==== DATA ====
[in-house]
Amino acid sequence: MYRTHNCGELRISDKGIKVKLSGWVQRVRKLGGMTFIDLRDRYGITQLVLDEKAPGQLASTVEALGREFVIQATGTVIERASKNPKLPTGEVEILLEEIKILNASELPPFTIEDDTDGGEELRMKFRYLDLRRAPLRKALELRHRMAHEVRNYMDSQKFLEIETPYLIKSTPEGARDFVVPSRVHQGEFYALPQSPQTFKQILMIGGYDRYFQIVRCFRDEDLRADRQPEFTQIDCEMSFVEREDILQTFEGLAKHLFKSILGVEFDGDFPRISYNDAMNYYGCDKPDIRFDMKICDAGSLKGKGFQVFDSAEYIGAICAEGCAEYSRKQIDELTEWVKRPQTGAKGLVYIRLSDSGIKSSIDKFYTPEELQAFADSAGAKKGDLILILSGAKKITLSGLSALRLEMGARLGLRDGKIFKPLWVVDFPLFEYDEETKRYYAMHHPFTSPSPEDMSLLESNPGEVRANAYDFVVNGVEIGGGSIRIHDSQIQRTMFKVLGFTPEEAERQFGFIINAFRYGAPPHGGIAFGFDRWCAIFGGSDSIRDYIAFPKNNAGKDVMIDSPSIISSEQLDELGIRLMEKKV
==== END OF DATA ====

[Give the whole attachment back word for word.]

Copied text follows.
[in-house]
Amino acid sequence: MYRTHNCGELRISDKGIKVKLSGWVQRVRKLGGMTFIDLRDRYGITQLVLDEKAPGQLASTVEALGREFVIQATGTVIERASKNPKLPTGEVEILLEEIKILNASELPPFTIEDDTDGGEELRMKFRYLDLRRAPLRKALELRHRMAHEVRNYMDSQKFLEIETPYLIKSTPEGARDFVVPSRVHQGEFYALPQSPQTFKQILMIGGYDRYFQIVRCFRDEDLRADRQPEFTQIDCEMSFVEREDILQTFEGLAKHLFKSILGVEFDGDFPRISYNDAMNYYGCDKPDIRFDMKICDAGSLKGKGFQVFDSAEYIGAICAEGCAEYSRKQIDELTEWVKRPQTGAKGLVYIRLSDSGIKSSIDKFYTPEELQAFADSAGAKKGDLILILSGAKKITLSGLSALRLEMGARLGLRDGKIFKPLWVVDFPLFEYDEETKRYYAMHHPFTSPSPEDMSLLESNPGEVRANAYDFVVNGVEIGGGSIRIHDSQIQRTMFKVLGFTPEEAERQFGFIINAFRYGAPPHGGIAFGFDRWCAIFGGSDSIRDYIAFPKNNAGKDVMIDSPSIISSEQLDELGIRLMEKKV